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    Review of PARAGON LOST by Dave Duncan (see his website)


    HarperCollins EOS, October 2002

    He was the greatest blade of his generation, but assigned an impossible task. Beaumont, along with two other blades, is tasked to take the Knig's chief counselor across half the world to a Russia-like kingdom where they are to meet the King's bride and safely escort her home. This would be a standard task for a trained blade like Beaumont, except that the counselor is dying (and blades whose ward dies are in trouble), the country in between is nearly impassible, and the Czar, Igor, is insane, cruel, and sees conspiracies everywhere. Even Beaumont's abilities with his blade and his rapier-like mind seem inadequate to confront this task. Should he be successful, Beaumont knows what is in store for him--not welcome back as a hero, but suspicion on the part of his own King. For everyone knows that any woman will fall for a blade--even if she is a royal princess and the King's intended.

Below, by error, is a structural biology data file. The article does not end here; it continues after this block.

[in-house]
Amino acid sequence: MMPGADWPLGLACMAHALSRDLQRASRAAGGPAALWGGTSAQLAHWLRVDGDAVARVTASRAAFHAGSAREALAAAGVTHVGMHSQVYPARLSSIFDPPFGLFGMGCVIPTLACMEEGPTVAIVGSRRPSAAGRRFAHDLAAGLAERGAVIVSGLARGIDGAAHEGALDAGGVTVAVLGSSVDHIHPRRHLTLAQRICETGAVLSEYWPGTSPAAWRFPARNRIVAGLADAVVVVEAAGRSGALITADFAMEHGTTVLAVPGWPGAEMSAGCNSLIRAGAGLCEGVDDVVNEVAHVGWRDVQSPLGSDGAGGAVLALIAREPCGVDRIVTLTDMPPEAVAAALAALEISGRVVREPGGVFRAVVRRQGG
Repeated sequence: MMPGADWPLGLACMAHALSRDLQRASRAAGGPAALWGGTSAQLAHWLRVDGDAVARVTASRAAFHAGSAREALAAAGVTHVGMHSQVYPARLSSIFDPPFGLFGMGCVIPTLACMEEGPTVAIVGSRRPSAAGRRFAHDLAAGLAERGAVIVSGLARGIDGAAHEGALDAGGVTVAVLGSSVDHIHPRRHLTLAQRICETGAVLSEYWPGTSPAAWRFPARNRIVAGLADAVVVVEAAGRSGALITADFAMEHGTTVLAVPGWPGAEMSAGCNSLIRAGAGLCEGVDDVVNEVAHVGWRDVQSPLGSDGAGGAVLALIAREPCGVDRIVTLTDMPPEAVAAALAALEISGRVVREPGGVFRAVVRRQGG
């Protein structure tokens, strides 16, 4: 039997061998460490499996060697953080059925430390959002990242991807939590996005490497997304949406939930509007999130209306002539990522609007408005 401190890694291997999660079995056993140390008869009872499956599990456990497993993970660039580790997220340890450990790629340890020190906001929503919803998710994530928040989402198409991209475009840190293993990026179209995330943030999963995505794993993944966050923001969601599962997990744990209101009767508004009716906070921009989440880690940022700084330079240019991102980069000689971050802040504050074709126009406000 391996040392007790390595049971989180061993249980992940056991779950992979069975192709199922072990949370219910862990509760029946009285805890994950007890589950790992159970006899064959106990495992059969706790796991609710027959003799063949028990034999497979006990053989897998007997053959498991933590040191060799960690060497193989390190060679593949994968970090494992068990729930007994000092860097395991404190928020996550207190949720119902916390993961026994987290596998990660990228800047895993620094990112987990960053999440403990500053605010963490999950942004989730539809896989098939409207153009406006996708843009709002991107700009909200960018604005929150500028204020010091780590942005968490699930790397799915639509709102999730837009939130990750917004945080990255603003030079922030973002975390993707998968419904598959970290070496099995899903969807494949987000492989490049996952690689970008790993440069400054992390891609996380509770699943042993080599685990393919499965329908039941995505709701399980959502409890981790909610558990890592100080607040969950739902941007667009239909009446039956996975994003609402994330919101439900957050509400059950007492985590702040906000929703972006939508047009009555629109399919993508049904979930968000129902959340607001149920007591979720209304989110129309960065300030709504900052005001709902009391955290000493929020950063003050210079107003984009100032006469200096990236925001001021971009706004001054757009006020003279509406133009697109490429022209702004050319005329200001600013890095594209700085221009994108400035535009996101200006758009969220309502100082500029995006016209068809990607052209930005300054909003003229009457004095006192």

Author David Duncan (see more reviews of fantasy novels by Duncan) creates a medieval world close to our own, but separated by the existance of magic. The magic of the blades--a band of trained warriors who become bonded to the man (or woman) who pierces them with a sword through their hearts, adds a level of fascination to the story. Beaumont might be a little too smart, too clever, to be believable, but his situation demands exactly that from him and he doesn't disappoint. Side-kicks Oak and Arkell serve to highlight Beaumont's superior skill and provide a bit of humanity to the larger-than-life characters who make up much of the rest of the novel. Duncan's strong writing compells the reader forward and the close parallels back to our own world ground the reader.

    Four Stars

    Reviewed 5/29/03

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